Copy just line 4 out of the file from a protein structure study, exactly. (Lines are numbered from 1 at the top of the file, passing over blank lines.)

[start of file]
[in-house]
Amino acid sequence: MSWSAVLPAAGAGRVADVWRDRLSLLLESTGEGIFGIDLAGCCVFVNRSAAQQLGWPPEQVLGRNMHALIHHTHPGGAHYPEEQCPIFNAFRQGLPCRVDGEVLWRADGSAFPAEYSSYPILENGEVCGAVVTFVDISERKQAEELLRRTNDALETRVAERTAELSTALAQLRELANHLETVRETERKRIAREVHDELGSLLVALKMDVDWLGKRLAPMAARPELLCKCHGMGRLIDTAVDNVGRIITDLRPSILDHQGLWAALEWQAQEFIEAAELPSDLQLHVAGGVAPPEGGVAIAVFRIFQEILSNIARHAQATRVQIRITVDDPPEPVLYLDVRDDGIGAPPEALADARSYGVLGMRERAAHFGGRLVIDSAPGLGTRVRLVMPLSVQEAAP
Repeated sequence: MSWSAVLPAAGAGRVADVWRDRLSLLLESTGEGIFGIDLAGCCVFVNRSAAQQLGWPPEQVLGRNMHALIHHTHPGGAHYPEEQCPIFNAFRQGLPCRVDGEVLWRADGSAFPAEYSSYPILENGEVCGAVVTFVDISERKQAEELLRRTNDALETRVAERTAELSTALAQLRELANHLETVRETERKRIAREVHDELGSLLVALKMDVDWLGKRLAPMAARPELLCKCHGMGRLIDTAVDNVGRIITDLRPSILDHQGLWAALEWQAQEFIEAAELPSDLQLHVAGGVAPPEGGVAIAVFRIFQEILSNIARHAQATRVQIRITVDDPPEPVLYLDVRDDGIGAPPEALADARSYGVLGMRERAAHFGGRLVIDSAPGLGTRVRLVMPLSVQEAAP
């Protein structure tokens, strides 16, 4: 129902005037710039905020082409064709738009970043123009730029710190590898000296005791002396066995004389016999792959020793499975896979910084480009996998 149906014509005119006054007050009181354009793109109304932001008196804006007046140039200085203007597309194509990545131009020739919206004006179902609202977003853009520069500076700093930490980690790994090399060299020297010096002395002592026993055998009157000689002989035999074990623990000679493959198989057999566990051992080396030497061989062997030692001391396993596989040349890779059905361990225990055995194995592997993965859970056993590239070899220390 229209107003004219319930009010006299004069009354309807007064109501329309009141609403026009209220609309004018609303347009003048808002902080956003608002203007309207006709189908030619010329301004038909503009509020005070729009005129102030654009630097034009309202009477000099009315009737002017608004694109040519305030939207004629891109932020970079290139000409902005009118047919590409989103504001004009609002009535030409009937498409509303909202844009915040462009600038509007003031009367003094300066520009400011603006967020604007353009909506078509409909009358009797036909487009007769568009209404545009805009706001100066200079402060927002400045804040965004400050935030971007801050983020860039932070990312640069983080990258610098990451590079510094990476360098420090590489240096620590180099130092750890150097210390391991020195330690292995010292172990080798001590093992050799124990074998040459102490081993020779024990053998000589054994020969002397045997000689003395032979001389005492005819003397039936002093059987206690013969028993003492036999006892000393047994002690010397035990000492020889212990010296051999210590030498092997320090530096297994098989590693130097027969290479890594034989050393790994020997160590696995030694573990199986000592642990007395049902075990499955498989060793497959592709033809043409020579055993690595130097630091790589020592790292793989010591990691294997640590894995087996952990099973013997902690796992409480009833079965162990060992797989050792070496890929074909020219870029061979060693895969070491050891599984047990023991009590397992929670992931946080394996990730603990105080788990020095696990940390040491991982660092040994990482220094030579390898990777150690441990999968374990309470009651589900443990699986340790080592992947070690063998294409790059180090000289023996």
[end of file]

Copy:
């Protein structure tokens, strides 16, 4: 129902005037710039905020082409064709738009970043123009730029710190590898000296005791002396066995004389016999792959020793499975896979910084480009996998 149906014509005119006054007050009181354009793109109304932001008196804006007046140039200085203007597309194509990545131009020739919206004006179902609202977003853009520069500076700093930490980690790994090399060299020297010096002395002592026993055998009157000689002989035999074990623990000679493959198989057999566990051992080396030497061989062997030692001391396993596989040349890779059905361990225990055995194995592997993965859970056993590239070899220390 229209107003004219319930009010006299004069009354309807007064109501329309009141609403026009209220609309004018609303347009003048808002902080956003608002203007309207006709189908030619010329301004038909503009509020005070729009005129102030654009630097034009309202009477000099009315009737002017608004694109040519305030939207004629891109932020970079290139000409902005009118047919590409989103504001004009609002009535030409009937498409509303909202844009915040462009600038509007003031009367003094300066520009400011603006967020604007353009909506078509409909009358009797036909487009007769568009209404545009805009706001100066200079402060927002400045804040965004400050935030971007801050983020860039932070990312640069983080990258610098990451590079510094990476360098420090590489240096620590180099130092750890150097210390391991020195330690292995010292172990080798001590093992050799124990074998040459102490081993020779024990053998000589054994020969002397045997000689003395032979001389005492005819003397039936002093059987206690013969028993003492036999006892000393047994002690010397035990000492020889212990010296051999210590030498092997320090530096297994098989590693130097027969290479890594034989050393790994020997160590696995030694573990199986000592642990007395049902075990499955498989060793497959592709033809043409020579055993690595130097630091790589020592790292793989010591990691294997640590894995087996952990099973013997902690796992409480009833079965162990060992797989050792070496890929074909020219870029061979060693895969070491050891599984047990023991009590397992929670992931946080394996990730603990105080788990020095696990940390040491991982660092040994990482220094030579390898990777150690441990999968374990309470009651589900443990699986340790080592992947070690063998294409790059180090000289023996």